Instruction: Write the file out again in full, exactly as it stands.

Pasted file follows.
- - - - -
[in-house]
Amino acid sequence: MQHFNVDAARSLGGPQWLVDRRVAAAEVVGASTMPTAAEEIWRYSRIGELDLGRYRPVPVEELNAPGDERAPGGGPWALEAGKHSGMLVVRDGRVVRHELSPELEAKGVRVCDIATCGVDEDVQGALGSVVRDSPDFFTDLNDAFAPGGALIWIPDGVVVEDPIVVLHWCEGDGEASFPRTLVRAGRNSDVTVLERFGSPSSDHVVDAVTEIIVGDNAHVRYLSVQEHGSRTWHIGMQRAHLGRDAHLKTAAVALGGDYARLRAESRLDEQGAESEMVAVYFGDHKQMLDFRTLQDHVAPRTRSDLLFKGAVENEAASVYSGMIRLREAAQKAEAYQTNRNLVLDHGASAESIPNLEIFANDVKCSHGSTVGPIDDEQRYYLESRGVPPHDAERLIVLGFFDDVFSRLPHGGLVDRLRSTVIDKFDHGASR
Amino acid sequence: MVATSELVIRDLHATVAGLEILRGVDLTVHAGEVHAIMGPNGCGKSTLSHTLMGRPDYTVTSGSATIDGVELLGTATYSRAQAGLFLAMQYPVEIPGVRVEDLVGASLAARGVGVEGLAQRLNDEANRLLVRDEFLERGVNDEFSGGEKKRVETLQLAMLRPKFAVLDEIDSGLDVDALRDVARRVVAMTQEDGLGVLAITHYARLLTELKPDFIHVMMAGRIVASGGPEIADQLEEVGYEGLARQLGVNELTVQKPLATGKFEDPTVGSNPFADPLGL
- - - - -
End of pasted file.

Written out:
[in-house]
Amino acid sequence: MQHFNVDAARSLGGPQWLVDRRVAAAEVVGASTMPTAAEEIWRYSRIGELDLGRYRPVPVEELNAPGDERAPGGGPWALEAGKHSGMLVVRDGRVVRHELSPELEAKGVRVCDIATCGVDEDVQGALGSVVRDSPDFFTDLNDAFAPGGALIWIPDGVVVEDPIVVLHWCEGDGEASFPRTLVRAGRNSDVTVLERFGSPSSDHVVDAVTEIIVGDNAHVRYLSVQEHGSRTWHIGMQRAHLGRDAHLKTAAVALGGDYARLRAESRLDEQGAESEMVAVYFGDHKQMLDFRTLQDHVAPRTRSDLLFKGAVENEAASVYSGMIRLREAAQKAEAYQTNRNLVLDHGASAESIPNLEIFANDVKCSHGSTVGPIDDEQRYYLESRGVPPHDAERLIVLGFFDDVFSRLPHGGLVDRLRSTVIDKFDHGASR
Amino acid sequence: MVATSELVIRDLHATVAGLEILRGVDLTVHAGEVHAIMGPNGCGKSTLSHTLMGRPDYTVTSGSATIDGVELLGTATYSRAQAGLFLAMQYPVEIPGVRVEDLVGASLAARGVGVEGLAQRLNDEANRLLVRDEFLERGVNDEFSGGEKKRVETLQLAMLRPKFAVLDEIDSGLDVDALRDVARRVVAMTQEDGLGVLAITHYARLLTELKPDFIHVMMAGRIVASGGPEIADQLEEVGYEGLARQLGVNELTVQKPLATGKFEDPTVGSNPFADPLGL